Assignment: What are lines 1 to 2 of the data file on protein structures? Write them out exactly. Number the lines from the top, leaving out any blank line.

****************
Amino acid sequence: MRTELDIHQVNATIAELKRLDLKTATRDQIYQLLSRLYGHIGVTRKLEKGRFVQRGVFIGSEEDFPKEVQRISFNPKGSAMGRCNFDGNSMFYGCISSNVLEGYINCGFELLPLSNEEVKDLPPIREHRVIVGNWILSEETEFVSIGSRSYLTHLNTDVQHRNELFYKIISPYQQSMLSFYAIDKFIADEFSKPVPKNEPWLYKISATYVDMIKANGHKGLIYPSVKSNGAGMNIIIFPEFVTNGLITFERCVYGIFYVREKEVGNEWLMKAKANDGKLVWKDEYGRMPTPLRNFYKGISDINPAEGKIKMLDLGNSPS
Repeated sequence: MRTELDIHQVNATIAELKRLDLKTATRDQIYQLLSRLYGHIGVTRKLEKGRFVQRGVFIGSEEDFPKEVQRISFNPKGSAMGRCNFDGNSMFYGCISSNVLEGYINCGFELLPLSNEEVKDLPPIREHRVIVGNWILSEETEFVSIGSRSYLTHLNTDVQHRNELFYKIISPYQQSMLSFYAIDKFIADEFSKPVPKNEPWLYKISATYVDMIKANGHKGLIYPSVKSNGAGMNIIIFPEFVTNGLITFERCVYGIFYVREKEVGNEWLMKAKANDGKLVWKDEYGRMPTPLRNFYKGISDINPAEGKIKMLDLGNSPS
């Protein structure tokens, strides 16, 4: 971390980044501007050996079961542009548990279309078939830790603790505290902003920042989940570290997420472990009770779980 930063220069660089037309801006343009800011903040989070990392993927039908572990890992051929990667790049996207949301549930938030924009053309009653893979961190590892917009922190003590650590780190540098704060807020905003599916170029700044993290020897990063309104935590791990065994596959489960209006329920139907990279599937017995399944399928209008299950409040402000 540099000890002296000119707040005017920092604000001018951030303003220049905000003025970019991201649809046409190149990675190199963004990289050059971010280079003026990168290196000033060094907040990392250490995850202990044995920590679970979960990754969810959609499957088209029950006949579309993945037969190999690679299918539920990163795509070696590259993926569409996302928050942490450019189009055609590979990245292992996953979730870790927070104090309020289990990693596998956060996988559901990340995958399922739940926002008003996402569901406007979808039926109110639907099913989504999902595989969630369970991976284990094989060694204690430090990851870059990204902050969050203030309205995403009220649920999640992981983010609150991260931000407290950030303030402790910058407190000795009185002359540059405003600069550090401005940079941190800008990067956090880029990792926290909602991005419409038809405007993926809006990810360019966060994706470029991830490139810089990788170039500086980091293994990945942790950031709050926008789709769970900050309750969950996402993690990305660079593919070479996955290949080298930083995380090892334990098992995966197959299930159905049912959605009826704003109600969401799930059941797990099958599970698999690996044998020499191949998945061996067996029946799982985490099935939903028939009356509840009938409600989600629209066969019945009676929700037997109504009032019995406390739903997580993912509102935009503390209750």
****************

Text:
Amino acid sequence: MRTELDIHQVNATIAELKRLDLKTATRDQIYQLLSRLYGHIGVTRKLEKGRFVQRGVFIGSEEDFPKEVQRISFNPKGSAMGRCNFDGNSMFYGCISSNVLEGYINCGFELLPLSNEEVKDLPPIREHRVIVGNWILSEETEFVSIGSRSYLTHLNTDVQHRNELFYKIISPYQQSMLSFYAIDKFIADEFSKPVPKNEPWLYKISATYVDMIKANGHKGLIYPSVKSNGAGMNIIIFPEFVTNGLITFERCVYGIFYVREKEVGNEWLMKAKANDGKLVWKDEYGRMPTPLRNFYKGISDINPAEGKIKMLDLGNSPS
Repeated sequence: MRTELDIHQVNATIAELKRLDLKTATRDQIYQLLSRLYGHIGVTRKLEKGRFVQRGVFIGSEEDFPKEVQRISFNPKGSAMGRCNFDGNSMFYGCISSNVLEGYINCGFELLPLSNEEVKDLPPIREHRVIVGNWILSEETEFVSIGSRSYLTHLNTDVQHRNELFYKIISPYQQSMLSFYAIDKFIADEFSKPVPKNEPWLYKISATYVDMIKANGHKGLIYPSVKSNGAGMNIIIFPEFVTNGLITFERCVYGIFYVREKEVGNEWLMKAKANDGKLVWKDEYGRMPTPLRNFYKGISDINPAEGKIKMLDLGNSPS